Mark Malloch Brown heads the United Nations Development Program. He'll discuss their efforts in Afghanistan, the West Bank and Gaza to help with reconstruction. Brown is also the chair of the United Nations Development Group, a committee of the heads of all U.N. development funds, programs and departments.
Journalist John Burns is the Islamabad Bureau Chief for the New York Times. He will talk about reporting on Pakistan and Afghanistan. In the past, Burns has been posted in China, Bosnia, South Africa and Russia. He has won two Pulitzer Prizes, one of them in 1997, for his reporting on the Taliban.
Journalist Steven Erlanger is the Berlin Bureau Chief for the New York Times. Hell talk about European reaction to the Bush administration, its planned invasion of Iraq, and its position on the middle east, and its response to September 11th. And about how the European union is changing the lives of Europeans.
New York Times journalist Thomas L. Friedman. His new book, Longitudes and Attitudes: Exploring the World After September 11, is a collection of recent Times columns. They span the period from December 2000 to June 2002. Friedman was awarded the 2002 Pulitzer Prize for Distinguished Commentary for these columns. This is Friedman's third Pulitzer. His other books are From Beirut to Jerusalem and The Lexus and the Olive Tree: Understanding Globalization.
He is a former congressman and now general secretary of the National Council of Churches, and a United Methodist minister. He is also co-chair of the Win Without War coalition. Last year he led a delegation of clergy and lay leaders to visit Iraq.
He was a leader of the peace movement in the 1960s. He is a former president of Students for a Democratic Society, and author of a number of books including The Sixties: Years of Hope, Days of Rage, and Media Unlimited. Gitlin is also a professor of journalism and sociology at Columbia University.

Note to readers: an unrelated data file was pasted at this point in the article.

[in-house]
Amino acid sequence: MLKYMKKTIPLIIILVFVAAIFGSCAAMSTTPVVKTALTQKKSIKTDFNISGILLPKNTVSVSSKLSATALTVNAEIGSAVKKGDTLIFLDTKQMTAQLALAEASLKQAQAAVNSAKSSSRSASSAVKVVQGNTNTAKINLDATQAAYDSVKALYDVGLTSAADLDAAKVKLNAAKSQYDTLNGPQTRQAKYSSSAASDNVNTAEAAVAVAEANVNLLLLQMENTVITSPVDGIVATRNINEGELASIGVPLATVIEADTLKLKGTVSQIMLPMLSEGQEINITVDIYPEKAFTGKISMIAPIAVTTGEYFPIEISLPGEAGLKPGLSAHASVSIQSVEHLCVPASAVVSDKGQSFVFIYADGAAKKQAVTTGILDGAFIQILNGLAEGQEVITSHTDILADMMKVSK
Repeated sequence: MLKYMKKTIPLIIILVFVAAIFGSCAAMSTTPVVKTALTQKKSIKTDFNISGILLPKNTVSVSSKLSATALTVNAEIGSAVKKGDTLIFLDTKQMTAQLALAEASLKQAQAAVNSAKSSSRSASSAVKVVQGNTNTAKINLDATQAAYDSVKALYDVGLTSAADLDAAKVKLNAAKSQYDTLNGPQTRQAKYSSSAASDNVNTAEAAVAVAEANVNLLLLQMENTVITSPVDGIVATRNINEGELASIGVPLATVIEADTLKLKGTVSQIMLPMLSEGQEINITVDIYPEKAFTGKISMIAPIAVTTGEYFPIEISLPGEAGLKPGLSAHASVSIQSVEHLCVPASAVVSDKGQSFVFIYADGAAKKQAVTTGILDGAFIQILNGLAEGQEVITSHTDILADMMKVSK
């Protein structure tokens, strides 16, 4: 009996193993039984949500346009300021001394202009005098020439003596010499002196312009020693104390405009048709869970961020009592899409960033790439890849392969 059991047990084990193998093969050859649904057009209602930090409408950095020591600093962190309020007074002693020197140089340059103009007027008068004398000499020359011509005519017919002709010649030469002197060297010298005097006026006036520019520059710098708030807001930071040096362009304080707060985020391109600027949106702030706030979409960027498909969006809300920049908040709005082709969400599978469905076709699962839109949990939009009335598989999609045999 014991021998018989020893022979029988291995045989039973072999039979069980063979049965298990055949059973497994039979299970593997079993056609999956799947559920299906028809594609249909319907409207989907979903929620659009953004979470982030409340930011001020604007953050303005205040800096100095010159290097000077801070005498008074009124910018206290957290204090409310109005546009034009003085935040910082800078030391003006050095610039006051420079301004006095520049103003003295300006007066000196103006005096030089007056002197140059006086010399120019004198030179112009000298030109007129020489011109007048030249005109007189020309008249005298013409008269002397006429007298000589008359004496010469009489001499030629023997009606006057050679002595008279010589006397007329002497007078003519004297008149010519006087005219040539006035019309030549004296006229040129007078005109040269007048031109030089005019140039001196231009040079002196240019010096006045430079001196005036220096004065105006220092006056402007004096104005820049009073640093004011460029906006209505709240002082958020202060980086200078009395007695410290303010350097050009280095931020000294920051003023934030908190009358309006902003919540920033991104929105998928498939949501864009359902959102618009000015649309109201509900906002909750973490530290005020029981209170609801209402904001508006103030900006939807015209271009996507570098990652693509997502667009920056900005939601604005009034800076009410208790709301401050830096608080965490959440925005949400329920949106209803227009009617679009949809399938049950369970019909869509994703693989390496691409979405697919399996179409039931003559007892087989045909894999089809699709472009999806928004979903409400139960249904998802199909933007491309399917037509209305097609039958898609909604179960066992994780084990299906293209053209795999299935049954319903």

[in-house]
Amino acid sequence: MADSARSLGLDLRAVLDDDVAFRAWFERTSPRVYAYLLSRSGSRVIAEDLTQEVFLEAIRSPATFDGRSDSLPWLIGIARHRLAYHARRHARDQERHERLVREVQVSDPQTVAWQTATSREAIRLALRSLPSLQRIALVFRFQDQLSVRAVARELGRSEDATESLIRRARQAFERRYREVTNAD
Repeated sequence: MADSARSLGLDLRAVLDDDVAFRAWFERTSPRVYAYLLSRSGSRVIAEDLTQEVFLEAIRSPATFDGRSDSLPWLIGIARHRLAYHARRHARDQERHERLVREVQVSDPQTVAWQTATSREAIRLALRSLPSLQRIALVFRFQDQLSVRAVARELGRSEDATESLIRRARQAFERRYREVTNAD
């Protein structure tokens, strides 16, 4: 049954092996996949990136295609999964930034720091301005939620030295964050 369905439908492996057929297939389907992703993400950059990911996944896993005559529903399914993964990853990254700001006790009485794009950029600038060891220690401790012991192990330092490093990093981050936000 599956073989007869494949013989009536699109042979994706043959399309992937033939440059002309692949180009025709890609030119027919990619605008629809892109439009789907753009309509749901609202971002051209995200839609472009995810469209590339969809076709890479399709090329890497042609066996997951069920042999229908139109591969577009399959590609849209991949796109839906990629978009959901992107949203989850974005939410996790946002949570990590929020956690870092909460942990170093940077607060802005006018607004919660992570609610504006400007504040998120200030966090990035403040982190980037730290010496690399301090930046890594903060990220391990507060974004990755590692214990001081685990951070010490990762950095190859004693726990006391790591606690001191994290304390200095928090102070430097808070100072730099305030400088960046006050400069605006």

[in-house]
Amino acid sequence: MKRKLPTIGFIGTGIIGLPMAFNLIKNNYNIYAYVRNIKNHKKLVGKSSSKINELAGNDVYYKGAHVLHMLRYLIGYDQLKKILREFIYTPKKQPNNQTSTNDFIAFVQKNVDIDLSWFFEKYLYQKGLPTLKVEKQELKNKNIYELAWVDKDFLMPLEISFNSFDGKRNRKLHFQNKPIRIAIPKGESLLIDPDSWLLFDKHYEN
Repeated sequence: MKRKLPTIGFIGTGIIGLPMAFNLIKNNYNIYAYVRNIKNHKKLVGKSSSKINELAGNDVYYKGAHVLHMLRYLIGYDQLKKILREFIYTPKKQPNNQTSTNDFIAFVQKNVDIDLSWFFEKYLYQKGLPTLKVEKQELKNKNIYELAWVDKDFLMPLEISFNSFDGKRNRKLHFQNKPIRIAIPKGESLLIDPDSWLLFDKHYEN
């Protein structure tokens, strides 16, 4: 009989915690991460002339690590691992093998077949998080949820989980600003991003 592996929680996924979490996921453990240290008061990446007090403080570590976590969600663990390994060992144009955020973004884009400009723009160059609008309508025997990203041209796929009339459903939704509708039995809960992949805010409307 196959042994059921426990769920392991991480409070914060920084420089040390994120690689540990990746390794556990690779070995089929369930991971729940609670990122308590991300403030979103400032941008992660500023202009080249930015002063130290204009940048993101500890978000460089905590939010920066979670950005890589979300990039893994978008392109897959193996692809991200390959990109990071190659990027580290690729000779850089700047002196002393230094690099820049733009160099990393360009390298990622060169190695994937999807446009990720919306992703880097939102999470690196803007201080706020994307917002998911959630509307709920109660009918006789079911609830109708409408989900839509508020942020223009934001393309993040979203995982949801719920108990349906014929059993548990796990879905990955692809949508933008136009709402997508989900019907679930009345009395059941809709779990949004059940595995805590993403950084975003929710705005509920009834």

She is the foreign affairs/U.N. correspondent for The Boston Globe. She recently returned from Iraq, where she is reporting on the preparations for war. She has also reported on the war on terrorism from Afghanistan. Her recent book, The Key to My Neighbor's House: Seeking Justice in Bosnia and Rwanda, is about the war crimes tribunals and the efforts of victims to find justice. Neuffer was on Fresh Air in December 2002, speaking about journalists attending boot camp in preparation for war coverage.
He is professor of psychiatry and psychology at the Graduate School University Center and director of The Center on Violence and Human Survival at John Jay College of Criminal Justice at The City University of New York. He has written books on many topics, including a Japanese cult that released poison gas in the Tokyo subways, Nazi doctors, Hiroshima survivors and Vietnam vets. He will discuss the emotional impact of the Columbia shuttle disaster, as well as the impact of an impending war in Iraq, and the looming nuclear crisis in North Korea.